It that time of year again. Last night we had our first fire of the year.
We’d have had the first fire a few days ago during a cold spell, but we weren’t ready for it.
Because of our work completely the “great room” there was now insulation surrounding the chimney pipe as it ran through the attic. I brought a ladder in for Julie who climbed up and moved it away and placed a barrier around it. Heaven knows we don’t need another house fire!
I also spent the day getting firewood prepared. My dad has had piles of old lumber in the yard for years, and so this served the dual purpose of cleaning up the yard and getting ready for winter fires. I used the tractor to pick up the piles of lumber and move them over next to the chop saw where I sorted through lumber that was to be burned and that which was still usable as lumber. The former was cut into pieces and the latter stacked again to be moved and covered. (We’re going to want it to build a chicken coop next spring.) Kids came home from school and stacked it neatly on a pallet near the back door, ready for use.
We were ready to go!
And, as expected, that first fire made it unbearably hot in 1/2 the house. Julie of course was thrilled. She sat down in front of the fireplace and labeled it “the best spot in the house.” She even coaxed Bella to come over and sit with her, telling her that it will probably be her favorite place too.
Meanwhile, I was turning on fans and trying to get the heat to dissipate. The furnace had been on when we started the fire, so the house wasn’t cold to start with. But I knew that the added heat of the fire was going to make it scorching. I was right. Within 30 minutes of striking the first match I was starting to sweat. Julie was still in a jacket and blanket.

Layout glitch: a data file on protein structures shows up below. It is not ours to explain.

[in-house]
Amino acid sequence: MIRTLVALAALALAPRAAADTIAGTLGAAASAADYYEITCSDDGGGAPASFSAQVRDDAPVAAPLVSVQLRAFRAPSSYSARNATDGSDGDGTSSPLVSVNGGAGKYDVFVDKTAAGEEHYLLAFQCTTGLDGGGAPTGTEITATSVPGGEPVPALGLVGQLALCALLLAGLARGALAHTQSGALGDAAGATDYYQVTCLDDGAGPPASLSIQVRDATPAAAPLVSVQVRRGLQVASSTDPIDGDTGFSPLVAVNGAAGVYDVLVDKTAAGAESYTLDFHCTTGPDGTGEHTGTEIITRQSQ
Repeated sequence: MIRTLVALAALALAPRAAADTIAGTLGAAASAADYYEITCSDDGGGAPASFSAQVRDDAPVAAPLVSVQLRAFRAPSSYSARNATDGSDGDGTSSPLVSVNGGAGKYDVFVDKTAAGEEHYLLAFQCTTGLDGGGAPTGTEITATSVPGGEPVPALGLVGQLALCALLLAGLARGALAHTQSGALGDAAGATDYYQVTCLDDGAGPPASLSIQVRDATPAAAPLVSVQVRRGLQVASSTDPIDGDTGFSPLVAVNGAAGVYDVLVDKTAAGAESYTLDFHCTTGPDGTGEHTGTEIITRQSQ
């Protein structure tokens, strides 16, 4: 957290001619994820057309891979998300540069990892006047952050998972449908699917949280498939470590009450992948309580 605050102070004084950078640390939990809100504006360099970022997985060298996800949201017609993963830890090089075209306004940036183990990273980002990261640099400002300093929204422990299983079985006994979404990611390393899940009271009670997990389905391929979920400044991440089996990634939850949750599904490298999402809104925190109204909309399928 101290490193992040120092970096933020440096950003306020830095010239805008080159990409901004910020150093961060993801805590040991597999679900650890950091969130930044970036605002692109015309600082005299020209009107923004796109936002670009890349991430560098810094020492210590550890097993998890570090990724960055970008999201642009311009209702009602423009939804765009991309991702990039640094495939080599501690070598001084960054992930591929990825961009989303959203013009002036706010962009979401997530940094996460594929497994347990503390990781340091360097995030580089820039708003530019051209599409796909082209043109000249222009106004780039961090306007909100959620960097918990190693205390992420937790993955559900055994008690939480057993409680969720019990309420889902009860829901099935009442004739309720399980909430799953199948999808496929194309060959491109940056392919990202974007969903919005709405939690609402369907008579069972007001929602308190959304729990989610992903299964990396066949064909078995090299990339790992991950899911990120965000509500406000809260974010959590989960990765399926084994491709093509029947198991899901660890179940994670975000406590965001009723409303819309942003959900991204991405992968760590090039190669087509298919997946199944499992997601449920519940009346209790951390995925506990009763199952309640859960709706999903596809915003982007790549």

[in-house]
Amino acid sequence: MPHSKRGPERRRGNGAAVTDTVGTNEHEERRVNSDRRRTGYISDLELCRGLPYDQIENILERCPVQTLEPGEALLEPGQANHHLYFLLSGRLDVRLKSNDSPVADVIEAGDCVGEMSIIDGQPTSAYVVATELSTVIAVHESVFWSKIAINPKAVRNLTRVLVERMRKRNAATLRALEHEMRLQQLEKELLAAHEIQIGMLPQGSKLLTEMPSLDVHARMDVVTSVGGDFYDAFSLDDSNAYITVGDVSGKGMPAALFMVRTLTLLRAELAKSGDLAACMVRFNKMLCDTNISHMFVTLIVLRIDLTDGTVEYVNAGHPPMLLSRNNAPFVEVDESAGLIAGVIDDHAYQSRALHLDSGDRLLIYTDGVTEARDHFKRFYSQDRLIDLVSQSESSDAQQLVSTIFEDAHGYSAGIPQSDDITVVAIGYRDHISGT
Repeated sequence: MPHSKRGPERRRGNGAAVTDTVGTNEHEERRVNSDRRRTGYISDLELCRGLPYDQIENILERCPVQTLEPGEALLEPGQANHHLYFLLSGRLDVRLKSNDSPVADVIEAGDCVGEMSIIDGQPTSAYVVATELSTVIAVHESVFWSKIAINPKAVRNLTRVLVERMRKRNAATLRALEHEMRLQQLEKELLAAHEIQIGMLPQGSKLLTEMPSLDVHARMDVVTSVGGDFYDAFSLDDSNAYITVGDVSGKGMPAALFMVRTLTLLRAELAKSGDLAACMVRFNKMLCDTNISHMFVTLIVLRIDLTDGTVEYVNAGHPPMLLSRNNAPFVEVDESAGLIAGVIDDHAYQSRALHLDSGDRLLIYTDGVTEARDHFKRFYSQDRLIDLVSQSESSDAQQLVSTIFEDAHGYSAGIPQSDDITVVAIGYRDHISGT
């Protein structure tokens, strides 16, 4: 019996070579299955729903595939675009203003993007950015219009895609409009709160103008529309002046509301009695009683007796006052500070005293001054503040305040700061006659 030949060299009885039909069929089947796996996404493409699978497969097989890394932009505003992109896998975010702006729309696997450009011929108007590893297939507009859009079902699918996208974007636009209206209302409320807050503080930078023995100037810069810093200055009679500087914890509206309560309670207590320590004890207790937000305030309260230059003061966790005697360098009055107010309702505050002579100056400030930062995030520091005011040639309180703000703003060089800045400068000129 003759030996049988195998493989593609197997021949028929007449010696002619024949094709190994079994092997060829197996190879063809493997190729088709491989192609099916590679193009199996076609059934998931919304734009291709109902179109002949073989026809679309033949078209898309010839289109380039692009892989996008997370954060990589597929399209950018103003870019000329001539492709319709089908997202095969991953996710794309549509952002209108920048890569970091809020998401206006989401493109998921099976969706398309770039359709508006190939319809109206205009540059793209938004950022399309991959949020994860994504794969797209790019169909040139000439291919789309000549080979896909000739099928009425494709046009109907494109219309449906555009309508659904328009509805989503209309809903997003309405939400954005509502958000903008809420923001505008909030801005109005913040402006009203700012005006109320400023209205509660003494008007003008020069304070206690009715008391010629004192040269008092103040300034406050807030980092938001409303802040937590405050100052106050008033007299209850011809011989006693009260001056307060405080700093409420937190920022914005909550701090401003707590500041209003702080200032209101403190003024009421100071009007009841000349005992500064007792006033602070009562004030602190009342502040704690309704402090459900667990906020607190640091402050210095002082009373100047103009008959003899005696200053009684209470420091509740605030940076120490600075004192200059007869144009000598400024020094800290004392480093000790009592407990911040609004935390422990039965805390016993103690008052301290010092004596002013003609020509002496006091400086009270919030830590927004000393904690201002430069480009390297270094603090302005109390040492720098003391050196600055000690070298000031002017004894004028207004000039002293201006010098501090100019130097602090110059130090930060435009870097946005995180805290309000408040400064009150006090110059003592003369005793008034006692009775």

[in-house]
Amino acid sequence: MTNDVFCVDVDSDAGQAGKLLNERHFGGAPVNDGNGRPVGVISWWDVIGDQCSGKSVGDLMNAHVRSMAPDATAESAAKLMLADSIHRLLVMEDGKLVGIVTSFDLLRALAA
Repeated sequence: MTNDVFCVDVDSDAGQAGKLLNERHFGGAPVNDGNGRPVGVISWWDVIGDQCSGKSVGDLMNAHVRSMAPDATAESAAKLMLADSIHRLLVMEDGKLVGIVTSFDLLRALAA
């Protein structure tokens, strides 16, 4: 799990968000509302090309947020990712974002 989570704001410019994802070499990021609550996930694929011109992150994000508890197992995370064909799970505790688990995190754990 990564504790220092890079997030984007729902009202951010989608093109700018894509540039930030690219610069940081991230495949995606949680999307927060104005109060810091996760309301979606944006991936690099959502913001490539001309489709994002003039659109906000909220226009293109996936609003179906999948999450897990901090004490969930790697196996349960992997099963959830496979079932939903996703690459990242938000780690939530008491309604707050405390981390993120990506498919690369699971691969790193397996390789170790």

Our family tradition for Thanksgiving? To offer a hot meal and place to relax to everyone we know. If you have no other place to go this Thanksgiving, then you are welcome with the Jensens!
With the events of the last year, you can be sure that it won’t be very fancy, but we will have plenty of good food and we always have lots of laughs. So don’t sit home alone, don’t feel unwanted, and don’t be depressed. Come share in the joy of the holiday and the friendliness of our family.
Some years we have more people come than others, but nobody is ever turned away. If you need or want a place to go, come see us!
Even if you don’t come here, I hope you all have a great Thanksgiving!
I don’t remember who suggested this series to me; but they mentioned it in a kind of “If you liked Harry Potter, you ought to read Charlie Bone.” Our family loved Harry Potter so I thought I would try this series and give Kristie something else to read. But here is MY warning! Other than magical abilities and a school for “gifted children,” I found this book to be NOTHING like Harry Potter. I almost quit after 100 pages, but Kristie finished in record time. She spoke excitedly about the fast paced plot. So I soldiered on and finished.
Charlie Bone is a young boy who discovers he can hear voices from photographs. At the same time, he acquires a mysterious case that is the key to finding a girl who was lost as a child and would be Charlie’s age now. Charlie’s grandma and 3 great aunts immediately send him off to Bloor’s Academy, a school for gifted and talented children. But Bloor’s is not Hogwarts. It is not a home away from home, but more like a boarding school straight out of a Dickens’ novel.